7. Did you have non-editors read your book for feedback (Alpha Readers)? What did you get out of that?
The first readers of Ladybug’s Garden were our parents. As part of our extracurricular project, we presented Ladybug’s Garden in its original binder format to a panel of educators, who encouraged us in our goal of working towards publication. We shared our draft with Adrienne Quintana, our future publisher, who we reached out to for advice because we knew she was a published author. We also shared Ladybug’s Garden with children we babysat. Seeing that our target audience enjoyed our book encouraged us to keep moving forward with our goal of having Ladybug’s Garden published. While writing the sequel, Ladybug’s Christmas, we often asked our parents for feedback by presenting them with different options for the stanzas and asking which they preferred, which was valuable input to receive.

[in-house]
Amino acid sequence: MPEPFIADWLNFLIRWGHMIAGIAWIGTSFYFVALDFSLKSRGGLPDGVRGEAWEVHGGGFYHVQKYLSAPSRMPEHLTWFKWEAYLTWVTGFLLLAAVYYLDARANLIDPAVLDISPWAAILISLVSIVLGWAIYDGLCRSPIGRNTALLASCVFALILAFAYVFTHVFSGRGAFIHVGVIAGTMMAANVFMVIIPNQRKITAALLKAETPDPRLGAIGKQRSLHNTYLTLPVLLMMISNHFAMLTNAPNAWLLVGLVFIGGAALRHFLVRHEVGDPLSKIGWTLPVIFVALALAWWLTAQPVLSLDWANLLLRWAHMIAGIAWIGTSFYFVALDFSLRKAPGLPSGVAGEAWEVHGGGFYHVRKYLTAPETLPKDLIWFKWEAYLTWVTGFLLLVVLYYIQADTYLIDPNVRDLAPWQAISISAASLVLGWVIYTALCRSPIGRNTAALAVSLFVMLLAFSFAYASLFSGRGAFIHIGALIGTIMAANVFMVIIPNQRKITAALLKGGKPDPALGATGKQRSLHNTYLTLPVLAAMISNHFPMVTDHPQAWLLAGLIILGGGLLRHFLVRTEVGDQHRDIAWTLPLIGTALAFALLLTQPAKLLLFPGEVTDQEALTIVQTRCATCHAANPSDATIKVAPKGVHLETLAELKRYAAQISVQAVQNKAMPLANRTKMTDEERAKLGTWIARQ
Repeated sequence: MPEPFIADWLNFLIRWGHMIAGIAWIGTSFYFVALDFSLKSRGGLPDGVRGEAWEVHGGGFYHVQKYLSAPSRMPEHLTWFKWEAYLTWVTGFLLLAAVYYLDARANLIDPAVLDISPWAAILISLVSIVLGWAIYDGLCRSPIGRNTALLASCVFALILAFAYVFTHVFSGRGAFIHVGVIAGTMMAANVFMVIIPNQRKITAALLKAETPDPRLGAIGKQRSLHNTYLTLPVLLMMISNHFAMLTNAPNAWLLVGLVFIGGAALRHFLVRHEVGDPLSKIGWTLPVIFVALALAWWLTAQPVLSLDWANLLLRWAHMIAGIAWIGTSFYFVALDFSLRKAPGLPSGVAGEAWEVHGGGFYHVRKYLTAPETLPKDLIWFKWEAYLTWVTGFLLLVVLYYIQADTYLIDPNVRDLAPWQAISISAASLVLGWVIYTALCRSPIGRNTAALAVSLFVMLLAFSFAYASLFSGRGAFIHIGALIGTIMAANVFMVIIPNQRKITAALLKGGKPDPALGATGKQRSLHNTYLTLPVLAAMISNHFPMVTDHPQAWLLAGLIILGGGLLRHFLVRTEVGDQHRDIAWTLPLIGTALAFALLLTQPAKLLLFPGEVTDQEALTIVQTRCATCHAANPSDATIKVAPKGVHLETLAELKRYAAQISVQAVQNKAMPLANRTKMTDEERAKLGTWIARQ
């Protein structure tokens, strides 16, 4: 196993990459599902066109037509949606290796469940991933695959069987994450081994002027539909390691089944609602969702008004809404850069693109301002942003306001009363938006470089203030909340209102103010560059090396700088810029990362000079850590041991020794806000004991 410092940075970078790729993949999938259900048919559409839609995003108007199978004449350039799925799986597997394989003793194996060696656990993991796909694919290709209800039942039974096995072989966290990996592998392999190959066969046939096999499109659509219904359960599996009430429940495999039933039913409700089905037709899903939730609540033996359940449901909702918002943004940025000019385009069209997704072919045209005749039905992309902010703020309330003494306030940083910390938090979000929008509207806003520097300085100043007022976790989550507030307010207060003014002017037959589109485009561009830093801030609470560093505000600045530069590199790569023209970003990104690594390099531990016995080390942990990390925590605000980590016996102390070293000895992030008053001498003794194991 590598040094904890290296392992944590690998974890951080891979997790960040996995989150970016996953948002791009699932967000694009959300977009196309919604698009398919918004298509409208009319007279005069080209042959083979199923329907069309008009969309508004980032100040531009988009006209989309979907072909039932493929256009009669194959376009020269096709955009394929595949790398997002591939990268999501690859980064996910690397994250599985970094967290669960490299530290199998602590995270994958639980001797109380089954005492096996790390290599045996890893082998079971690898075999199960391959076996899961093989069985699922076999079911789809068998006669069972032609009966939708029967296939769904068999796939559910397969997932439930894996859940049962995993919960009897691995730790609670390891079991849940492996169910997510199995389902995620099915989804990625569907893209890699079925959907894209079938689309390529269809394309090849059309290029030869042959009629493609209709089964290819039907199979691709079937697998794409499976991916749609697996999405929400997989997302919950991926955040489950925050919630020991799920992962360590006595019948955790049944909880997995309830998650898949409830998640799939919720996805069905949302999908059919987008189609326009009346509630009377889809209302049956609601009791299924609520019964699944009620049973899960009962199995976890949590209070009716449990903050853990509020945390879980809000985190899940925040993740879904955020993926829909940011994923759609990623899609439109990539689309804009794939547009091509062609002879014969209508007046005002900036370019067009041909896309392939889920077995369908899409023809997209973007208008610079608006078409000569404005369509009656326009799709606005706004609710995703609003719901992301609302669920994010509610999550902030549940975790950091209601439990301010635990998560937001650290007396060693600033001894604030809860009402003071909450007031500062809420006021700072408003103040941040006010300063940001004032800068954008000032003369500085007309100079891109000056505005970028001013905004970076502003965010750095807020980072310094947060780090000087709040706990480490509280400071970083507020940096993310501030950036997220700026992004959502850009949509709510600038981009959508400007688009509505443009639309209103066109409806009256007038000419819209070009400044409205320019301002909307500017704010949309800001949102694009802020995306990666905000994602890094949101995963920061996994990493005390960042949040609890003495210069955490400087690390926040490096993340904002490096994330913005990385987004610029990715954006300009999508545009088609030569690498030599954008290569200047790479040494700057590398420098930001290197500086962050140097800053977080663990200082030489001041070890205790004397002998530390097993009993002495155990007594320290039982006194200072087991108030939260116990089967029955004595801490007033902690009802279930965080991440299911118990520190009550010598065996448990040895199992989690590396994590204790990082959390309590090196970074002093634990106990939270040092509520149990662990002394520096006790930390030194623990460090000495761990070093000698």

8. Who designed your cover? How much input did you have? How important is the cover design?
We knew we wanted the cover of Ladybug’s Christmas to match Ladybug’s Garden, so we illustrated it in a similar format with leaves surrounding Ladybug. Our publisher, Adrienne, shared this vision and put the cover together with the same fonts we had previously selected for Ladybug’s Garden. The cover design is very important because the cover is what catches readers’ eyes and gives the first impression of a book. The cover can affect whether or not a reader decides to pick up a book. Books really are judged by their covers sometimes!
9. How did you go forward with publishing? Why? How was that experience?